Then, around the age of 6 months, the amygdala matures and the more intense neurological development activity shifts to the callosal gyrus (first convolution above the corpus callosum) and nucleus septi. Babies now bond to known people who provide care and refuse contact with strangers. It is as though the neurological activity in the callosal gyrus and the nucleus septi inhibited the activity of the cerebral amygdala that eagerly sought out social contact with just anyone. Among people children trust, the mother is generally the favorite. The separation anxiety typical to the end of the first year appears.

From the second year of life, more intense activity can be observed in the orbitofrontal cortex (behind the eye socket). This cortex is the “higher management” of the socioemotional brain and plays an important role in emotional and behavioural self-control. Attachment quality, self-control and everything related (self-esteem, ability to empathize, etc.) continue to develop until adulthood, but the bases seem set by age 2 or 3.

If in the first six months babies are deprived of emotional contact, their amygdala remains functionally inert and “catatonic” behaviour similar to autism can be observed. Sadly, it has too often been observed in certain overpopulated orphanages. Deprivation of social stimulation after the age of 6 months may lead to children’s excessive familiarity with strangers, as though the callosal gyrus and nucleus septi, left unstimulated, could not inhibit amygdala activity. Jeliu and Cousineau (2003) explain that in some extreme cases of attachment system dysfunction, a kind of “social blindness” can be observed, an inability to identify and answer common social signals and great difficulty in remembering faces, people and places.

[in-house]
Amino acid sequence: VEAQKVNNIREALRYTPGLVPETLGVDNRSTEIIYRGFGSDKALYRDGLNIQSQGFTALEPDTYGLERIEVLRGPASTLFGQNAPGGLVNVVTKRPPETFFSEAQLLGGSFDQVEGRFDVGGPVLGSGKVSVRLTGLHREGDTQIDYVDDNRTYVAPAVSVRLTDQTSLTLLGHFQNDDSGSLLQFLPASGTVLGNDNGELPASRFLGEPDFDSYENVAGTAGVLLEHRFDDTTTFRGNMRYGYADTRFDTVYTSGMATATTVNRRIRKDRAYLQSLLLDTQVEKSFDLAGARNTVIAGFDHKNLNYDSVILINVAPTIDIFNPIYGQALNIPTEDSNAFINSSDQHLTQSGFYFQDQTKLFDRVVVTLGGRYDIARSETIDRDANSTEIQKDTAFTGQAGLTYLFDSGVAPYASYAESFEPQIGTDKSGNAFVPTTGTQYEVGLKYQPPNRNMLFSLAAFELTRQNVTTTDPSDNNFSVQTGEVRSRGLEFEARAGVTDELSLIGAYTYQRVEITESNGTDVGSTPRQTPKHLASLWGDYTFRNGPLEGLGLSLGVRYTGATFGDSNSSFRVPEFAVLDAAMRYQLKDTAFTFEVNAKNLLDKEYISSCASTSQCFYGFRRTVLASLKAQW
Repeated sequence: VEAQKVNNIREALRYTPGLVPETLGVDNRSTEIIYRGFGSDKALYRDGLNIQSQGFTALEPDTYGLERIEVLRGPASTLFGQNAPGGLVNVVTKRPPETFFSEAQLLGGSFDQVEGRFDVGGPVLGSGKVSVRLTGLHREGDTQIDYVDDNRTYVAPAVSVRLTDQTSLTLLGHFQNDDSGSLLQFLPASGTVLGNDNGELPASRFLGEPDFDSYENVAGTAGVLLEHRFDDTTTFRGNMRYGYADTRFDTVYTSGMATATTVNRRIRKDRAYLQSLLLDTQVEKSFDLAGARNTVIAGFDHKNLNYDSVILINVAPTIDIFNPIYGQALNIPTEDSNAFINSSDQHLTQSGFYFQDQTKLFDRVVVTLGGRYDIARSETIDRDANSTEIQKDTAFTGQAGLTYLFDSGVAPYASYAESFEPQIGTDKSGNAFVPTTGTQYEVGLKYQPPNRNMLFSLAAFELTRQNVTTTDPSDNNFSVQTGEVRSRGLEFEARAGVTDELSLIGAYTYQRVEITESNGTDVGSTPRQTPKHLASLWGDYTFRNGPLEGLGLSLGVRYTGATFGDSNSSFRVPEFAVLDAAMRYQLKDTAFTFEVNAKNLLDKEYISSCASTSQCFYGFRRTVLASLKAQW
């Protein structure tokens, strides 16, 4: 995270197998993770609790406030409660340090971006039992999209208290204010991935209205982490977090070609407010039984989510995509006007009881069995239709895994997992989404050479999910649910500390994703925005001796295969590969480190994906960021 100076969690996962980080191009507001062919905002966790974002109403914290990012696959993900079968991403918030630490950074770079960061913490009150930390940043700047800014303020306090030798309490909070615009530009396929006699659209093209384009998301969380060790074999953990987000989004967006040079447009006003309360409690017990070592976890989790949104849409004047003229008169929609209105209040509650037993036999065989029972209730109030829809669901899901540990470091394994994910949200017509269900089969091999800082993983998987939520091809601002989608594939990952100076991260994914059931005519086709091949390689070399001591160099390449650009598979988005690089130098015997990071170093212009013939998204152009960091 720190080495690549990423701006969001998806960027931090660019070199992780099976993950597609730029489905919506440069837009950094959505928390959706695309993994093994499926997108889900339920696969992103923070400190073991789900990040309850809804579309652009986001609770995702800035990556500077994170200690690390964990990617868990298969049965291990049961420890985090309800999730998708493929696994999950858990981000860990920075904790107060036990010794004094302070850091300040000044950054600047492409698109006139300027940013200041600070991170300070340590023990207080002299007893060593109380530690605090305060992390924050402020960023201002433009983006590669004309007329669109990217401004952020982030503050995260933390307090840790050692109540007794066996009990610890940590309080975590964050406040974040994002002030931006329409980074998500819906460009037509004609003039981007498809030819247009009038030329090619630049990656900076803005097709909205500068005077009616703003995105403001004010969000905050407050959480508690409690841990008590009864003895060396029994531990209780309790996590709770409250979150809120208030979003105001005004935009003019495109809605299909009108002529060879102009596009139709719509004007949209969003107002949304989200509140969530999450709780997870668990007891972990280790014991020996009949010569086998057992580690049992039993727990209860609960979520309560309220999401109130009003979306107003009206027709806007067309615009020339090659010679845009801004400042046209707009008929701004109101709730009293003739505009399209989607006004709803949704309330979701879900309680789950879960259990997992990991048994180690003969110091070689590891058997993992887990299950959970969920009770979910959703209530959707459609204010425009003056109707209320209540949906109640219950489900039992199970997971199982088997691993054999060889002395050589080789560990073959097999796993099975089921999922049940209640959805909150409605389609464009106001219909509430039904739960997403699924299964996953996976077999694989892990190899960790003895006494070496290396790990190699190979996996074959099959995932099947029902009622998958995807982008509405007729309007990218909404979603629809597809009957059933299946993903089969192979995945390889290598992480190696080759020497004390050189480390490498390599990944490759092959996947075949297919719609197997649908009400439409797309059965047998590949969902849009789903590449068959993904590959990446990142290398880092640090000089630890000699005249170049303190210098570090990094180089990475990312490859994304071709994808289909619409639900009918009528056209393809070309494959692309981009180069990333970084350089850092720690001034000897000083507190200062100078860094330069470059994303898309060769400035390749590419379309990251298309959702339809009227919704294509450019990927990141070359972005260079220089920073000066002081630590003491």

So the next time you feel you “haven’t gotten anything done today” other than caring for your baby, take heart in knowing that during this highly important day, you helped mold your baby’s brain with everything they will need throughout their entire life to relate to themselves and function in society.

Claudette Nantel,

Psychotherapist, pre- and perinatal psychology specialist

This article is presented by Maman Kangourou (

To know more:

- The limbic system:

a) (click the second link, “Physiologie émotions couleur. Pdf”, and scroll to page 23)

b) Scroll to the top third of the article to see the diagram of the brain. The article is highly technical, but great if you read English. This article by Schore is a classic reference for the neurobiology of attachment.

- Jeliu, G. and Cousineau, D. Le cerveau et l’amour maternel. 2003. PRISME, no. 40, pp. 118-125 – Drs. Jeliu and Cousineau are pediatricians at Hôpital Ste-Justine in Montreal.

- Sunderland, Margot. La science au service des parents. 2007. Montreal: Ed. Hurtubise – A book that addresses childhood education in terms of what is known about brain and nervous system development. - Rapport de recherche sur l’attachement, by Centre jeunesse de la Montérégie (2004) - Quebec experts discuss attachment, abandon, emotional deprivation and their effects on children. Particularly interesting for birth, adoptive or foster parents who are raising children having suffered difficult experiences in their first emotional relationships.